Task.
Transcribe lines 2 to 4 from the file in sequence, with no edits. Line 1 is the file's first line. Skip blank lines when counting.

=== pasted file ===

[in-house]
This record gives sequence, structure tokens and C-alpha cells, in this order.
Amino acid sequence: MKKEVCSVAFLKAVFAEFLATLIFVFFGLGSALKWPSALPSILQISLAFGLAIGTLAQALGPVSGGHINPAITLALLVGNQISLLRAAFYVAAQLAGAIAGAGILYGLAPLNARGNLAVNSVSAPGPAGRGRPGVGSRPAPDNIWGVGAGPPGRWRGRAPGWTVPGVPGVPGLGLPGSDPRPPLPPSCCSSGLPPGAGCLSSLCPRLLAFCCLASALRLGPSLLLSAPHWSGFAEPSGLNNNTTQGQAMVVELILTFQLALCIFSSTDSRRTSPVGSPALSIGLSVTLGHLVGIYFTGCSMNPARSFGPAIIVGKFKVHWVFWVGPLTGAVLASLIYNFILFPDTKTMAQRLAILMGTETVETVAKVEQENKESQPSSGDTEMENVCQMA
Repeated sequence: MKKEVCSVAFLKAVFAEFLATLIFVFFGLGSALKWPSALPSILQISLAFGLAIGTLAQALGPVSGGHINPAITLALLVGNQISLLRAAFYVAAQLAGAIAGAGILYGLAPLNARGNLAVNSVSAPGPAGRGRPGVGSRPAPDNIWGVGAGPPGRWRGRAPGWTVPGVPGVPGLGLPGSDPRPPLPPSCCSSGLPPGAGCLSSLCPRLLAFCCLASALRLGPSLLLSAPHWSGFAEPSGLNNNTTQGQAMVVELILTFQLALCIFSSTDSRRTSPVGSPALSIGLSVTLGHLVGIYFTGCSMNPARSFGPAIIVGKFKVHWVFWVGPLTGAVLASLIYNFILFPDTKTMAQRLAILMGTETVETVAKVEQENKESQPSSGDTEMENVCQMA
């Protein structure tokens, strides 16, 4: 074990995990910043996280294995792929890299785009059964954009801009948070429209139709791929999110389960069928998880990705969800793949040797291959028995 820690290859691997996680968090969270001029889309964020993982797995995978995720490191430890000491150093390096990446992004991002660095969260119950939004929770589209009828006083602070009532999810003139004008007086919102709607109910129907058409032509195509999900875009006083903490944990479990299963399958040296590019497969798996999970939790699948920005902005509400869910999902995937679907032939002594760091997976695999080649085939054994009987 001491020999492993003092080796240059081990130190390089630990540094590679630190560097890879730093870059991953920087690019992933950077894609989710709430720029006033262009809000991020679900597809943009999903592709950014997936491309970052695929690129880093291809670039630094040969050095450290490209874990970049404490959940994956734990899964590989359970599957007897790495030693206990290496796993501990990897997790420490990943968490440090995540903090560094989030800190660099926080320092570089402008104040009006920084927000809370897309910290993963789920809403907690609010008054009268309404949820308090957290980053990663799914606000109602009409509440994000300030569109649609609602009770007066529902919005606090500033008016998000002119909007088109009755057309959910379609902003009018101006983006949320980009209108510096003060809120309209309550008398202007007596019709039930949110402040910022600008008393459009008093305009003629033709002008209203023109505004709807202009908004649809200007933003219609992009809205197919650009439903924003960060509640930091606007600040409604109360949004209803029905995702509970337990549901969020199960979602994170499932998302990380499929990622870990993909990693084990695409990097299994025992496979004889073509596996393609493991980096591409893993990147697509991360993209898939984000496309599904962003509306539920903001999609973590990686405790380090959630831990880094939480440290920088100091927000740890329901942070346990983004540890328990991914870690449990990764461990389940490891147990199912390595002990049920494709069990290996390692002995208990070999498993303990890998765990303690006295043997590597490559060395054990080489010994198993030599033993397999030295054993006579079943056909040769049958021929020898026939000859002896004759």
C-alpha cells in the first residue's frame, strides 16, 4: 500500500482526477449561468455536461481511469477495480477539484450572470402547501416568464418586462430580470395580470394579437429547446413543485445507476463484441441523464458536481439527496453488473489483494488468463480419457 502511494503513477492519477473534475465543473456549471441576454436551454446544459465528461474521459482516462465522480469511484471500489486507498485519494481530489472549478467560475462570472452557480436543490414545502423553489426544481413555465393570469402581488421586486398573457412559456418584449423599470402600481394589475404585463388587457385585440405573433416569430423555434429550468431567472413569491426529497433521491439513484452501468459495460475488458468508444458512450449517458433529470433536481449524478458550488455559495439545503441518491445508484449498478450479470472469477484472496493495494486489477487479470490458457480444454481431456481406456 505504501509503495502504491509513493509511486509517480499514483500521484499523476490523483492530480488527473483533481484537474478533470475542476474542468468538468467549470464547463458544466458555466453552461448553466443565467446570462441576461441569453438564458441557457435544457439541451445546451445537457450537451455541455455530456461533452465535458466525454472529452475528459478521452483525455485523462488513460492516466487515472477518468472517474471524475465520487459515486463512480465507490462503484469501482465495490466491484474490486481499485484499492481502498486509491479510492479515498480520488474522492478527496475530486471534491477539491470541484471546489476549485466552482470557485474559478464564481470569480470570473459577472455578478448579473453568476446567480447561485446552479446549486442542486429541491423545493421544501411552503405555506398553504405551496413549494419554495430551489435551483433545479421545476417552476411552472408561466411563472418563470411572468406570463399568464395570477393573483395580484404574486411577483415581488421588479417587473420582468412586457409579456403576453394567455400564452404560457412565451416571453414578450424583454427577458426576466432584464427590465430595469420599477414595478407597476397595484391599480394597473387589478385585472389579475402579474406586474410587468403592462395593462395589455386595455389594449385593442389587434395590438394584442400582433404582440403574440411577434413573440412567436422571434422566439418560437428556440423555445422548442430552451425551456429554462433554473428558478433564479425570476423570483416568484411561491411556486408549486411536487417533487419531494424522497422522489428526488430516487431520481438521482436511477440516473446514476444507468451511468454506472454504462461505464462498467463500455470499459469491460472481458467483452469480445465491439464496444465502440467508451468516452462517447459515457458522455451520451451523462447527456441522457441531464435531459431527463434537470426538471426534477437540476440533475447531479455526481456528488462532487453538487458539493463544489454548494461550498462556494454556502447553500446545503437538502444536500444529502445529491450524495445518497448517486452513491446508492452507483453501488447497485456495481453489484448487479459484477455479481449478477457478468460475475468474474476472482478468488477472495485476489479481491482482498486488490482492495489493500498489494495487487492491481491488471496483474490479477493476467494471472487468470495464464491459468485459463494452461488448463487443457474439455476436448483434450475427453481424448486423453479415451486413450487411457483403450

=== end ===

This record gives sequence, structure tokens and C-alpha cells, in this order.
Amino acid sequence: MKKEVCSVAFLKAVFAEFLATLIFVFFGLGSALKWPSALPSILQISLAFGLAIGTLAQALGPVSGGHINPAITLALLVGNQISLLRAAFYVAAQLAGAIAGAGILYGLAPLNARGNLAVNSVSAPGPAGRGRPGVGSRPAPDNIWGVGAGPPGRWRGRAPGWTVPGVPGVPGLGLPGSDPRPPLPPSCCSSGLPPGAGCLSSLCPRLLAFCCLASALRLGPSLLLSAPHWSGFAEPSGLNNNTTQGQAMVVELILTFQLALCIFSSTDSRRTSPVGSPALSIGLSVTLGHLVGIYFTGCSMNPARSFGPAIIVGKFKVHWVFWVGPLTGAVLASLIYNFILFPDTKTMAQRLAILMGTETVETVAKVEQENKESQPSSGDTEMENVCQMA
Repeated sequence: MKKEVCSVAFLKAVFAEFLATLIFVFFGLGSALKWPSALPSILQISLAFGLAIGTLAQALGPVSGGHINPAITLALLVGNQISLLRAAFYVAAQLAGAIAGAGILYGLAPLNARGNLAVNSVSAPGPAGRGRPGVGSRPAPDNIWGVGAGPPGRWRGRAPGWTVPGVPGVPGLGLPGSDPRPPLPPSCCSSGLPPGAGCLSSLCPRLLAFCCLASALRLGPSLLLSAPHWSGFAEPSGLNNNTTQGQAMVVELILTFQLALCIFSSTDSRRTSPVGSPALSIGLSVTLGHLVGIYFTGCSMNPARSFGPAIIVGKFKVHWVFWVGPLTGAVLASLIYNFILFPDTKTMAQRLAILMGTETVETVAKVEQENKESQPSSGDTEMENVCQMA